A post shared by Harold McGruther (@haroldmcgruther) on

This isn’t the first time that McGruther has commented on “progressive 24s.”

You might recall a post from some years back, An army of giants take over the trails, where McGruther (using a Mirraco 24 as a jumping off point) talked about the number of core companies jumping into the 24 market (this was back in ’09).

At the time, he summed the situation up quite aptly by saying,

All we know for sure is this: 24-inch BMX bikes are fun to ride, and that’s good enough for us.

Couldn’t have said it better myself.

Postscript:

This just in…Brian Foster has jumped aboard the “big bike train“…to a degree, at least…in a surprise announcement — via Instagram — BF dropped the bomb that he was experimenting with an 22″ S&M ATF…and FIT would be releasing a 22″ Brian Foster complete in the new year.

Yowza!

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Watch this video: Know Your Roots

24 02 2012

Following on the heels of his more widely known BMX documentaries, Joe Kid on a Stingray and Stompin’ Stu: The Story of BMX Legend Stu Thomsen, Mark Eaton’s new documentary, Know Your Roots: The History of Mongoose has just come out.

Lots of great stuff in here, spanning Mongoose’s colorful 40-year history, everything from the origins of the Motomag, their early race team, the scooter phenomenon and McGoo’s tenure as the team manager/marketing manager (and the reasons behind his abrupt departure). I was especially stoked to see a segment on Jeff Kosmala and his signature KOS Kruiser–which Mongoose re-issued last year–and their collective impact on the cruiser class of that era.

Another great documentary from Mark Eaton. Do yourself a favor and check it out.

Vodpod videos no longer available.

Bonus info: Have you seen Mark Eaton’s section in Wheelies? It’s a perfect mix of flat and street. I must have watched that section a thousand times when that video was released. Check it out here.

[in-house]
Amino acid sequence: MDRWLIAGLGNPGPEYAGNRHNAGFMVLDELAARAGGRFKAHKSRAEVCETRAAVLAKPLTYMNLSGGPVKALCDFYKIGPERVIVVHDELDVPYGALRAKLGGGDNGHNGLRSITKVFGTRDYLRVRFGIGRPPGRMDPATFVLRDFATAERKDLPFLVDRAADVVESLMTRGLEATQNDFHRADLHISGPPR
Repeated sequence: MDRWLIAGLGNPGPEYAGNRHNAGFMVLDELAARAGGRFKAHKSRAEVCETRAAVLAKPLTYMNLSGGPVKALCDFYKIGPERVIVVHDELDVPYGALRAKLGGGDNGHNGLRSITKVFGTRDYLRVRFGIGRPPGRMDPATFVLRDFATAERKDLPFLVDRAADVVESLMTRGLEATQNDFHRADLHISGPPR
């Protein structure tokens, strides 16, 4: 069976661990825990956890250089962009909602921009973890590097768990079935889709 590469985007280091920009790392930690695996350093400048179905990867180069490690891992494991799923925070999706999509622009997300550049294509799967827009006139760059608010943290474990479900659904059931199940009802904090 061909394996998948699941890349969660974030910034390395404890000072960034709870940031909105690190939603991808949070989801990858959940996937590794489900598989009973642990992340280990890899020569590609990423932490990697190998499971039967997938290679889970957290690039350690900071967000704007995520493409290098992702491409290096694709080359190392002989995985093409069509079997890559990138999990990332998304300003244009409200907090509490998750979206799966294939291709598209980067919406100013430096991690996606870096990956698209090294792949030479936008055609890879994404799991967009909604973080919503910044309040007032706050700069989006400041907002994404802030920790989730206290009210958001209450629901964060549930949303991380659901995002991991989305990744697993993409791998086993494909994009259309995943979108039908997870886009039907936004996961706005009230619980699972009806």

An army of giants take over the trails

21 01 2009

McGoo, an industry insider from way back in the day, has seen it all..from Martin Aparijo doing infinity rolls to street riders wearing girl jeans to everything in between….his ascerbic answers to dumb reader mail questions were one of the highlights of Ride magazine in its early days. McGoo is now the driving force over at SNAFU and has a pretty good take on things on the industry. I check out the SNAFU blog from time to time and noticed that they have  a little something on the new bike in their “test stable”: the Mirraco Icon 20Forty.

mirraco-icon-20forty

They’ve spec’d it out with all sorts of goodies like the new OLA sprocket and prototype Splitter stem in bronze ano. Squint and you’ll see them in the picture above.

But perhaps the most interesting thing about the post is what he leaves till the end:

Mirraco isn’t the only progressive BMX company to offer a 24-inch trail/street bike for older and taller riders: Fit Bike Co., Subrosa and Haro also have two-fours in their quiver, and according to insiders at all these companies, they can’t keep ’em in stock. Does this mean an army of giants might take over the trails in 2009? Who knows. All we know for sure is this: 24-inch BMX bikes are fun to ride, and that’s good enough for us.

The italics are mine but I can’t help but share the sentiment… 2009 is going to be a big year for cruisers…there are just so many good options available now.  Older, taller riders (as well as everyone else) are starting to see how much fun they are to ride and are jumping on the bandwagon. Is an army of giants going to take over the trails in 2009? There very well might be…that is, when they are not taking over the streets, racetracks and skateparks.